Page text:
The complexity of the genetic aberrations driving SqCC were demonstrated clearly by recent preliminary findings reported from The Cancer Genome Atlas (TCGA) project; as a part of this project, 178 tumor samples and matched normal tissue samples were subjected to whole exome and transcriptome sequencing. Whole genome sequencing of 19 SqCC samples was also undertaken along with microRNA (miRNA) expression analysis of 159 samples. Averages of 228 non-silent mutations, 323 somatic copy number alterations (SCNAs), and 165 rearrangements were reported in this study. Overall, SCNAs involving 50 regions (Q < .05) and mutations in 10 genes (Q < .1) were considered to be significant.[36] The objective of this review is to briefly summarize the key findings reported by TCGA (Table 1) and discuss their clinical significance.

Key Pathway Alterations

Squamous cell differentiation pathway

Previous studies have reported frequent amplification of the chromosomal region 3q in SqCC of the lung, a finding that was confirmed by the TCGA.[36-38] Amplification of this segment has been considered to be crucial in the evolution of SqCC.[39] Genes of interest, such as SOX2, TP63, and phosphatidylinositol 3-kinase (PIK3CA), have been mapped to this chromosomal segment. The SOX2 gene plays a crucial role in guiding airway cell differentiation. During organogenesis, foregut cells destined to develop into the lung are characterized by SOX2 expression proximally.[20,40] Furthermore, SOX2 is also one of the factors capable of mediating the reprogramming of differentiated cells into pluripotent cells.[41] Basal cells in the epidermis of the skin and lung are known to express TP63, which plays a crucial role in maintaining epithelial self-renewal.[21,25,42-44] Overall, activation of the SOX2 and TP63 genes has been reported in 21% and 16% of TCGA samples, respectively. The Notch signaling pathway also plays an important role in cell differentiation. Activation of the Notch pathway guides the differentiation of cells in the airway.[22,45] Inactivating mutations in the Notch pathway can therefore block cell differentiation and possibly promote tumorigenesis.[43,46] Mutations in Notch genes have been reported in cutaneous and head and neck squamous cell carcinomas, a finding that further supports their role in SqCC oncogenesis.[46,47] NOTCH1 and NOTCH2 genes were inactivated in 8% and 5% of the samples analyzed by TCGA, respectively.[36] Taken together, these findings support the role for SOX2 as a “lineage-survival oncogene” and a possible tumor suppressor role for Notch signaling in SqCC of the lung.[43,46,48]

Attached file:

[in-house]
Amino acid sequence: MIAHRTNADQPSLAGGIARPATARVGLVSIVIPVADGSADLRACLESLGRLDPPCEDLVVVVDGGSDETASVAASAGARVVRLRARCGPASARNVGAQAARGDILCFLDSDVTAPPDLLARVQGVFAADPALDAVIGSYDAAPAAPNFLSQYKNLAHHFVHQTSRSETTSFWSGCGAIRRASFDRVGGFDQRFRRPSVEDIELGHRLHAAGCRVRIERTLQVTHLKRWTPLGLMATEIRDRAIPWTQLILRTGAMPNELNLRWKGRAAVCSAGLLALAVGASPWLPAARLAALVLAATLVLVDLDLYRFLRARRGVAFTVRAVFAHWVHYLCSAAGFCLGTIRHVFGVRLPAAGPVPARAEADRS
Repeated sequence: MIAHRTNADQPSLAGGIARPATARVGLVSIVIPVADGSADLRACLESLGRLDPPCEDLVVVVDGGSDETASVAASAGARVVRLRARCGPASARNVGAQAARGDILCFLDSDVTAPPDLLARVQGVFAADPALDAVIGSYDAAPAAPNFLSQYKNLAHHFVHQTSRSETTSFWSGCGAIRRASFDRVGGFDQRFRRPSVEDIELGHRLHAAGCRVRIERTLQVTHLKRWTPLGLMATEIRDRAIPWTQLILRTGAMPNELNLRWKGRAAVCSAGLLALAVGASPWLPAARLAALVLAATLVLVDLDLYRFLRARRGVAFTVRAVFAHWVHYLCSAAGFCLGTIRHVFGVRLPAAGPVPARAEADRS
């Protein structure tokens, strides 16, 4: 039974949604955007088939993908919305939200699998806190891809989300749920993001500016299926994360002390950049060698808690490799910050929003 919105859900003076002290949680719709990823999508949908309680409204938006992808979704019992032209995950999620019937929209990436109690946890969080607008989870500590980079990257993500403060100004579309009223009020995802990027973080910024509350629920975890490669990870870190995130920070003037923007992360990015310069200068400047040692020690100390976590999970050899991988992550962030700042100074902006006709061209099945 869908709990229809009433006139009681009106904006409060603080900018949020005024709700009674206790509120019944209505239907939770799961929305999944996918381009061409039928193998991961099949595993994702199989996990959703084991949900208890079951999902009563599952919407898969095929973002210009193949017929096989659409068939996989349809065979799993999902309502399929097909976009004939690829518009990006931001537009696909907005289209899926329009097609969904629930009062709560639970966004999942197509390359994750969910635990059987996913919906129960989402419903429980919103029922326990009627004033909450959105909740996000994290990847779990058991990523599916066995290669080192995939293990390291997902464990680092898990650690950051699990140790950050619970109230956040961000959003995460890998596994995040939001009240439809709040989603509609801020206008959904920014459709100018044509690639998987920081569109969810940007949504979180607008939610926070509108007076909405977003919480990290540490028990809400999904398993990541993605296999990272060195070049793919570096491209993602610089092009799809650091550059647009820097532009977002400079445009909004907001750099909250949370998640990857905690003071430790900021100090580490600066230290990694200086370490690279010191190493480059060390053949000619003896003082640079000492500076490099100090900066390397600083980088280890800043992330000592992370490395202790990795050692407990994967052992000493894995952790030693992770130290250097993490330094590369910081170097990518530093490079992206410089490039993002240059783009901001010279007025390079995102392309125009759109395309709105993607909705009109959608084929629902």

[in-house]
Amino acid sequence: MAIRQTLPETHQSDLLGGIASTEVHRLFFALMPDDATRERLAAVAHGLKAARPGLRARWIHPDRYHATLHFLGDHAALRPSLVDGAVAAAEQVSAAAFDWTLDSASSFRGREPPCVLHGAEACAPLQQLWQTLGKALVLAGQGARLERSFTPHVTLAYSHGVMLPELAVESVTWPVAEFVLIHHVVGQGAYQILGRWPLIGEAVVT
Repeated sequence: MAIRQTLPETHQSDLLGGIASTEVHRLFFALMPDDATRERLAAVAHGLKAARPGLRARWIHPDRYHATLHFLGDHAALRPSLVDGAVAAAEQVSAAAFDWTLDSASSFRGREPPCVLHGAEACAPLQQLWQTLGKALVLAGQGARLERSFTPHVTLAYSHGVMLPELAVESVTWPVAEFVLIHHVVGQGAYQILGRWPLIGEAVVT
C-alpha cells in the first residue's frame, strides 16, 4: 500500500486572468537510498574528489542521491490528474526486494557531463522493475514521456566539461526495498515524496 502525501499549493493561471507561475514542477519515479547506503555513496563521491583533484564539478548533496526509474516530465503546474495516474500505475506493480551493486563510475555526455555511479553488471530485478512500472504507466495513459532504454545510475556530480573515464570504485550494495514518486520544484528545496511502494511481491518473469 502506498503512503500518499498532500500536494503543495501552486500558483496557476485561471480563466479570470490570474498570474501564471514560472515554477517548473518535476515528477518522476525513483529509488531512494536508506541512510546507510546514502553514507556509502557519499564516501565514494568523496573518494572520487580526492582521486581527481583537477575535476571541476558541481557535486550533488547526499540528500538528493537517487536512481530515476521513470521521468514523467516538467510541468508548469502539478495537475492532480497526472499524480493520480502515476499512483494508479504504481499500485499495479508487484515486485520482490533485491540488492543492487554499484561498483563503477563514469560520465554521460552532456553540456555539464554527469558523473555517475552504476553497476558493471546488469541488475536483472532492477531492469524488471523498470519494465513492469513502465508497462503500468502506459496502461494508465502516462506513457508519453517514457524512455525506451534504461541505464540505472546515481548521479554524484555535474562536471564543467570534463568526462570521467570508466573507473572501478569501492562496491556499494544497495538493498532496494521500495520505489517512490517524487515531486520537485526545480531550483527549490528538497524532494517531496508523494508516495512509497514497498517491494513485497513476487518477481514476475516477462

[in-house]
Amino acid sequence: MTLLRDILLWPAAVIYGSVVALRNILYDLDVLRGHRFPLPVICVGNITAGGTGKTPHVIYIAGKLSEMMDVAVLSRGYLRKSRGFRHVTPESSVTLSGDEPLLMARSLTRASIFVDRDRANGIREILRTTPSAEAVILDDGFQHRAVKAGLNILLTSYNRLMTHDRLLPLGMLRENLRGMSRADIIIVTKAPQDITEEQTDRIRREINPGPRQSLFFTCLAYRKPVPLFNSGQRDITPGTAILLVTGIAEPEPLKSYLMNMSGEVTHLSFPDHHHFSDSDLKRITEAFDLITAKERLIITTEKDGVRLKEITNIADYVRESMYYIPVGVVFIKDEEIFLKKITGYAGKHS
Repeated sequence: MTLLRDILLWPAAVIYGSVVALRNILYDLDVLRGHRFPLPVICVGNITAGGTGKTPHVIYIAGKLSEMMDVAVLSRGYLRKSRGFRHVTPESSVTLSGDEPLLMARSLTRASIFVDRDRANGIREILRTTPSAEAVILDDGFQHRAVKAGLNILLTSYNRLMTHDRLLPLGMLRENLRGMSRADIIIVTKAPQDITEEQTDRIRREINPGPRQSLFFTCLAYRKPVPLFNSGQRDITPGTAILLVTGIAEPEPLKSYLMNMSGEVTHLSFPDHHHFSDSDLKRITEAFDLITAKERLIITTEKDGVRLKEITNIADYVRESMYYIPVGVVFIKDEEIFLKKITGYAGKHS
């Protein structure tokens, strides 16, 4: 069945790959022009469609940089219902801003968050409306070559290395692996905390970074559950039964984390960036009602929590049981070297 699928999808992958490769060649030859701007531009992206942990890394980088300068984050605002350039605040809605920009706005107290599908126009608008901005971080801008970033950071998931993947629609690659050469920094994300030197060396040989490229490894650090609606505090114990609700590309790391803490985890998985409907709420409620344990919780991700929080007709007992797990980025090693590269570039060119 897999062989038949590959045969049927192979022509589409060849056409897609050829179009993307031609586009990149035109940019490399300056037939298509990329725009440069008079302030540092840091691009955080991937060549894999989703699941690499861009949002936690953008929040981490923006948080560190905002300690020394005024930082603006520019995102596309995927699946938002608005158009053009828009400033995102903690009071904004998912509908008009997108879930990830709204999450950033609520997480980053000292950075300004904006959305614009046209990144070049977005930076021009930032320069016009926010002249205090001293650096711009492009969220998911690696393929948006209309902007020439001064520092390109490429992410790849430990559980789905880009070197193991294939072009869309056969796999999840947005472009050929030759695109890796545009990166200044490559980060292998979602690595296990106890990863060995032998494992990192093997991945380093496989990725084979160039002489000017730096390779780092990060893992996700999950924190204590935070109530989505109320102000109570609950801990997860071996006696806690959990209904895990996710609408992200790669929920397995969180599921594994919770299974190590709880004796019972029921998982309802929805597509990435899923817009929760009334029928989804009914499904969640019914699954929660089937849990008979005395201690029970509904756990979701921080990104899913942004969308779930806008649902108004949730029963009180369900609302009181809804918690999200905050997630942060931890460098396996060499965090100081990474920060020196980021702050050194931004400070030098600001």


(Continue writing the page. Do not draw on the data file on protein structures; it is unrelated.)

Oxidative stress response pathway

Expression of the nuclear factor erythroid 2–related factor 2 (Nrf2) aids cell survival in situations of oxidative stress by promoting expression of drug efflux pumps and enzymes mediating xenobiotic metabolism.[49,50] KEAP1 and CUL3 regulate cellular levels of Nrf2 by mediating its degradation. Therefore, overexpression of Nrf2 or inactivation of kelch-like ECH-associated protein 1 (KEAP1) and cullin-3 (CUL3) can confer on a cell a survival advantage in the setting of increased oxidative stress. Nrf2 activation in cancer cells has been found to confer protection from cytotoxic treatments and radiation therapy.[51,52] Activation of the Nrf2 pathway has been reported in 34% of the SqCC samples by TCGA.[36] Overexpression of Nrf2 or decreased expression of KEAP1 have been associated with poor outcomes in patients with SqCC.[53] Development of agents capable of inhibiting Nrf2 therefore carries the potential to improve outcomes in selected patients with SqCC.

Oncogene and tumor suppressor pathways

Loss of the tumor suppressor gene TP53 was reported in 90% of SqCC samples analyzed by TCGA.[36] Inactivation of another crucial tumor suppressor gene, CDKN2A, was also found in 72% of the samples by homozygous deletion, methylation, exon skipping, or inactivating mutations. Mutations in NF1, which functions as an inhibitor of Ras signaling, were reported in 11% of samples. A total of 47% of TCGA samples were considered to show activation of the phosphoinositide 3-kinase (PI3K) pathway, representing an important target for drug development.

Mutations in the oncogenes EGFR and Kirsten rat sarcoma viral oncogene homolog (KRAS) are infrequent in SqCC compared with their mutation frequency in adenocarcinoma.[54-56] EGFR amplification in 7% of the samples and mutations that were considered amenable for targeting with tyrosine kinase inhibitors (TKIs) in two samples were reported by TCGA.[36,57,58] Amplifications and nonrecurrent translocations involving the fibroblast growth factor receptor (FGFR) genes were also observed.[36,59] FGFR1, FGFR2, and FGFR3 were considered to be activated in 7%, 3%, and 2% of TCGA samples, respectively. Amplification of the chromosomal region 4q12, which contains genes for the tyrosine kinase receptors platelet-derived growth factor receptor alpha (PDGFRA) and Kit, has previously been reported in approximately 9% of SqCCs.[60] The PDGFRA gene was found amplified in nearly 4% of the cases analyzed by TCGA.[36,61]

Therapeutic Implications

Targetable alterations were considered to be present in 64% of the SqCC samples analyzed by TCGA.[36] Mutations or amplifications were reported among three families of targetable tyrosine kinases: ErbBs, Janus tyrosine kinases (JAKs), and FGFRs. At least one alteration involving PI3K/AKT, Ras, or tyrosine kinase pathways was observed in 69% of the samples. Of the mutations involving tyrosine kinases, 39% were present in the kinase domain. Overall, these findings suggest a potential role for agents targeting the PI3K, mammalian target of rapamycin (mTOR), EGFR, FGFR, and human rat sarcoma (RAS) pathways.

TABLE 2


Details of Selected Trials With Novel Agents in Non–Small Cell Lung Cancer/Squamous Cell Carcinoma of the Lung

Tyrosine kinase inhibitors